Trisha Dalapati – Anthropology, Biochemistry & Molecular Biology, M.S. Comparative Biomedical Sciences

As a freshman, I was overwhelmed by undergraduate research, but I was overwhelmed in a good way. I had a long list of labs to explore and received support from CURO in finding the best fit. As an aspiring OB/GYN, I wanted to investigate complications during pregnancy, and I had developed an interest in global health after childhood trips to India. Finally, I sought a lab culture that would be personally nurturing and would foster resilience and critical thinking skills, both of which are foundational to scientific investigation.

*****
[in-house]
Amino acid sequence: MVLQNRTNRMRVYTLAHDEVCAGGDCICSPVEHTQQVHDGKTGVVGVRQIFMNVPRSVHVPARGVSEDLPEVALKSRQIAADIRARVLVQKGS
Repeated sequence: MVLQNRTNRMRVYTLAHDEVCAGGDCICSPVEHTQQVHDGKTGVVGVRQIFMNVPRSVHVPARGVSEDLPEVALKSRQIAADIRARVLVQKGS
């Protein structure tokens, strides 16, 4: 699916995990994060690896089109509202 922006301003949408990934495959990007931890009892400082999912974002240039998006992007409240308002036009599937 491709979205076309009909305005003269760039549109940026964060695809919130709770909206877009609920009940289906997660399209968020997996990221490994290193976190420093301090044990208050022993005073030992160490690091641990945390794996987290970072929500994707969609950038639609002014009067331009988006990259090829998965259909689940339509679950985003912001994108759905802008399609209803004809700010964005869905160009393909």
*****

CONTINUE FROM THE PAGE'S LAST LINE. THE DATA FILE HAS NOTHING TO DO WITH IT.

I joined Dr. Julie Moore’s lab in the Center for Tropical and Emerging Global Diseases in January 2016. The Moore Lab focuses on studying malaria during pregnancy. I studied how malaria infection kickstarts a dangerous cycle of inflammation and coagulation in the placenta. When I became invested long term in my project, the Honors Program guided me in designing a joint bachelor’s-master’s program in biochemistry-infectious diseases. To explore tropical diseases in an endemic setting, I went to Thailand for eight weeks in summer 2017 to work at the Mahidol-Oxford Tropical Medicine Research Unit. The internship was financially supported by the Foundation Fellowship and The Office of International Education’s Freeman-Asia Grant. Under Dr. Markus Winterberg, I worked with infected patient samples to identify protein biomarkers for malaria and other neglected diseases of Southeast Asia. The goal was to incorporate identified biomarkers into a rapid diagnostic test that could be used in rural clinics. In contrast to my lab at home, I worked in a resource-poor area and with precious patient samples. I observed how clinicians and scientists collaborated to optimize the impact of their work and address the immediate concerns of patients.